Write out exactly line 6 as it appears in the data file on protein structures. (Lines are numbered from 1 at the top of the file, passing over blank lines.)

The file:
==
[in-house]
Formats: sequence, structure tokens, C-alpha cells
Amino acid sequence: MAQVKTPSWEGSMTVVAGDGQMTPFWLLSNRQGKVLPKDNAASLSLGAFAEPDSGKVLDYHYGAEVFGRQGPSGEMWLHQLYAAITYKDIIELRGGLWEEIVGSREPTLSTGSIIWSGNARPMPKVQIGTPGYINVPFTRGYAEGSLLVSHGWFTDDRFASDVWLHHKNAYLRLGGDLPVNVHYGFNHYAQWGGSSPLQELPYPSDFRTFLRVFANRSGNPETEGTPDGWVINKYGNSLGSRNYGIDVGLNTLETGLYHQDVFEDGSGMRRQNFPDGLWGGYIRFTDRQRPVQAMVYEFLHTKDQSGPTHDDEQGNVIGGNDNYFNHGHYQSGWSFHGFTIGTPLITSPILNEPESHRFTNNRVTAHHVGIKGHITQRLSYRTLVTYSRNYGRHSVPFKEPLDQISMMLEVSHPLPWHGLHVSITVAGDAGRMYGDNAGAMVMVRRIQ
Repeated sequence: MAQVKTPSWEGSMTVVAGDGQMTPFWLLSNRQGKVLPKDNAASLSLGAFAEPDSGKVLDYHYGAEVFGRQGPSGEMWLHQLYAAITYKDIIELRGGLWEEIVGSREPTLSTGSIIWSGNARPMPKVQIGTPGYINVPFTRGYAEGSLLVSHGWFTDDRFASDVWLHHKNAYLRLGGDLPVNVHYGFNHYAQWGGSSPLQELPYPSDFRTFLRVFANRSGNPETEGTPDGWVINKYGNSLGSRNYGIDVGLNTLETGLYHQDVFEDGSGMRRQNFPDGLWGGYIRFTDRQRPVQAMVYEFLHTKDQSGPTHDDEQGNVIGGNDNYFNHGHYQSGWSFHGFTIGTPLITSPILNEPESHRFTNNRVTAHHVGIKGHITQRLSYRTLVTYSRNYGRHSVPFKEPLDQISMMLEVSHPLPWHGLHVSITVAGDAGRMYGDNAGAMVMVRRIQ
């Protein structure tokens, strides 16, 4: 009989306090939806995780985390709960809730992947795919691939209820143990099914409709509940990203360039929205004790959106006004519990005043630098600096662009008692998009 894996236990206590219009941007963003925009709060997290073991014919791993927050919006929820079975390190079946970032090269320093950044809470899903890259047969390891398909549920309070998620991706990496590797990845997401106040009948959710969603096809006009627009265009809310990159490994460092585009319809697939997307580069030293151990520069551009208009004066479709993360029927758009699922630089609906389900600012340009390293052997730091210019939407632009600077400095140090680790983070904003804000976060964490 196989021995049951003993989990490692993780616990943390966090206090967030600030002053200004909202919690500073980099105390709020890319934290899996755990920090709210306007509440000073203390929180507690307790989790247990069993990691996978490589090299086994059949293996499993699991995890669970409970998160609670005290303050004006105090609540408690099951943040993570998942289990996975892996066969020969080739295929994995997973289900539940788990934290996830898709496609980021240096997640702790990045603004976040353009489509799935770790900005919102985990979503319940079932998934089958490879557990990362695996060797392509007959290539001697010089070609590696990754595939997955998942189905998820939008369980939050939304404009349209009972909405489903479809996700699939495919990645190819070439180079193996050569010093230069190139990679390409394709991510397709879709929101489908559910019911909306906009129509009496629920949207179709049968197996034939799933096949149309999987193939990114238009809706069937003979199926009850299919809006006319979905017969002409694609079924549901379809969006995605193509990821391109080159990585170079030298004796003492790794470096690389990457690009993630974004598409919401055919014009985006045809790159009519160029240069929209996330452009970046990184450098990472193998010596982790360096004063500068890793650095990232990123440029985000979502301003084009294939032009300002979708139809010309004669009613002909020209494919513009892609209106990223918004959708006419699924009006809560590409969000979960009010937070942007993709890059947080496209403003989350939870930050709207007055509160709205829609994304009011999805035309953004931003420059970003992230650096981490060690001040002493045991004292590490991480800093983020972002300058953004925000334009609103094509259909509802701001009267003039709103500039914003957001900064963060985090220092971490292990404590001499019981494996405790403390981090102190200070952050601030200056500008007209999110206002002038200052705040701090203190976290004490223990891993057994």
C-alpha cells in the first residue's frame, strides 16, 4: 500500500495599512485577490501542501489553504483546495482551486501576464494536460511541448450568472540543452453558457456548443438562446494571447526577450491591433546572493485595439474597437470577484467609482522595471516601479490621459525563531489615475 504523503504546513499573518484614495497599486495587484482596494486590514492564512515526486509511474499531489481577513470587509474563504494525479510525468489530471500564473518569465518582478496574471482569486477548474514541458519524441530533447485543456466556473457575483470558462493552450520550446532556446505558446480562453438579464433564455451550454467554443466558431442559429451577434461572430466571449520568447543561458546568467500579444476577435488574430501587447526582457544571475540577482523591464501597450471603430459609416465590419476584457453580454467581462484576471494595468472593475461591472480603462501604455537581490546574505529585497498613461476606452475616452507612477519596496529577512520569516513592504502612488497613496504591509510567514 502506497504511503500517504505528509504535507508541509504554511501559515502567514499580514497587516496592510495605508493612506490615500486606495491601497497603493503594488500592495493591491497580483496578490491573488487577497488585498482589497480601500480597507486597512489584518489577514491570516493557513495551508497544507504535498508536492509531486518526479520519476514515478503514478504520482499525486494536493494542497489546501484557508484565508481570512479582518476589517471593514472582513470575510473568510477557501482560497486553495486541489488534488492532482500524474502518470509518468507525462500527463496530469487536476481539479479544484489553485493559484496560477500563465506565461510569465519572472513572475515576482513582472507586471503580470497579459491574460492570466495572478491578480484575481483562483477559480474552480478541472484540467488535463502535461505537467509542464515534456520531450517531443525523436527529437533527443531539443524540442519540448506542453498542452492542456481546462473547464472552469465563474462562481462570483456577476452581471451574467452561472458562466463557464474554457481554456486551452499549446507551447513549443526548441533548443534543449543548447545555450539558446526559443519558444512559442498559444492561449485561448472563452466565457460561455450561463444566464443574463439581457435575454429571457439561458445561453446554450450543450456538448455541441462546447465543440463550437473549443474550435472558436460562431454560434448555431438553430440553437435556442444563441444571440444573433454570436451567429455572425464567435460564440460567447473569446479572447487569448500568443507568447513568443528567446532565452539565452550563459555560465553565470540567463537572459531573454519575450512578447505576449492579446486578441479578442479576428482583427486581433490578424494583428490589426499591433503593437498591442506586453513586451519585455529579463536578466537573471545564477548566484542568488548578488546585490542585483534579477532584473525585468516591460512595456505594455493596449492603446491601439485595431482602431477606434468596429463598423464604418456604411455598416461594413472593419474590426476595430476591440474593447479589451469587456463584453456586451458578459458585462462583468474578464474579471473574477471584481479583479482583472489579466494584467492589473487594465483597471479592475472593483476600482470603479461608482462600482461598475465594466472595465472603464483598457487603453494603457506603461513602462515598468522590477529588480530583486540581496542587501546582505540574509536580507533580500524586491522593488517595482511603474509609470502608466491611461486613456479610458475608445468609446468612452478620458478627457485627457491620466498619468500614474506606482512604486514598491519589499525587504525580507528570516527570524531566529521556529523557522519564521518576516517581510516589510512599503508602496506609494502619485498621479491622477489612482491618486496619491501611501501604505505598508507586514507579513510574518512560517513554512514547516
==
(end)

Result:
C-alpha cells in the first residue's frame, strides 16, 4: 500500500495599512485577490501542501489553504483546495482551486501576464494536460511541448450568472540543452453558457456548443438562446494571447526577450491591433546572493485595439474597437470577484467609482522595471516601479490621459525563531489615475 504523503504546513499573518484614495497599486495587484482596494486590514492564512515526486509511474499531489481577513470587509474563504494525479510525468489530471500564473518569465518582478496574471482569486477548474514541458519524441530533447485543456466556473457575483470558462493552450520550446532556446505558446480562453438579464433564455451550454467554443466558431442559429451577434461572430466571449520568447543561458546568467500579444476577435488574430501587447526582457544571475540577482523591464501597450471603430459609416465590419476584457453580454467581462484576471494595468472593475461591472480603462501604455537581490546574505529585497498613461476606452475616452507612477519596496529577512520569516513592504502612488497613496504591509510567514 502506497504511503500517504505528509504535507508541509504554511501559515502567514499580514497587516496592510495605508493612506490615500486606495491601497497603493503594488500592495493591491497580483496578490491573488487577497488585498482589497480601500480597507486597512489584518489577514491570516493557513495551508497544507504535498508536492509531486518526479520519476514515478503514478504520482499525486494536493494542497489546501484557508484565508481570512479582518476589517471593514472582513470575510473568510477557501482560497486553495486541489488534488492532482500524474502518470509518468507525462500527463496530469487536476481539479479544484489553485493559484496560477500563465506565461510569465519572472513572475515576482513582472507586471503580470497579459491574460492570466495572478491578480484575481483562483477559480474552480478541472484540467488535463502535461505537467509542464515534456520531450517531443525523436527529437533527443531539443524540442519540448506542453498542452492542456481546462473547464472552469465563474462562481462570483456577476452581471451574467452561472458562466463557464474554457481554456486551452499549446507551447513549443526548441533548443534543449543548447545555450539558446526559443519558444512559442498559444492561449485561448472563452466565457460561455450561463444566464443574463439581457435575454429571457439561458445561453446554450450543450456538448455541441462546447465543440463550437473549443474550435472558436460562431454560434448555431438553430440553437435556442444563441444571440444573433454570436451567429455572425464567435460564440460567447473569446479572447487569448500568443507568447513568443528567446532565452539565452550563459555560465553565470540567463537572459531573454519575450512578447505576449492579446486578441479578442479576428482583427486581433490578424494583428490589426499591433503593437498591442506586453513586451519585455529579463536578466537573471545564477548566484542568488548578488546585490542585483534579477532584473525585468516591460512595456505594455493596449492603446491601439485595431482602431477606434468596429463598423464604418456604411455598416461594413472593419474590426476595430476591440474593447479589451469587456463584453456586451458578459458585462462583468474578464474579471473574477471584481479583479482583472489579466494584467492589473487594465483597471479592475472593483476600482470603479461608482462600482461598475465594466472595465472603464483598457487603453494603457506603461513602462515598468522590477529588480530583486540581496542587501546582505540574509536580507533580500524586491522593488517595482511603474509609470502608466491611461486613456479610458475608445468609446468612452478620458478627457485627457491620466498619468500614474506606482512604486514598491519589499525587504525580507528570516527570524531566529521556529523557522519564521518576516517581510516589510512599503508602496506609494502619485498621479491622477489612482491618486496619491501611501501604505505598508507586514507579513510574518512560517513554512514547516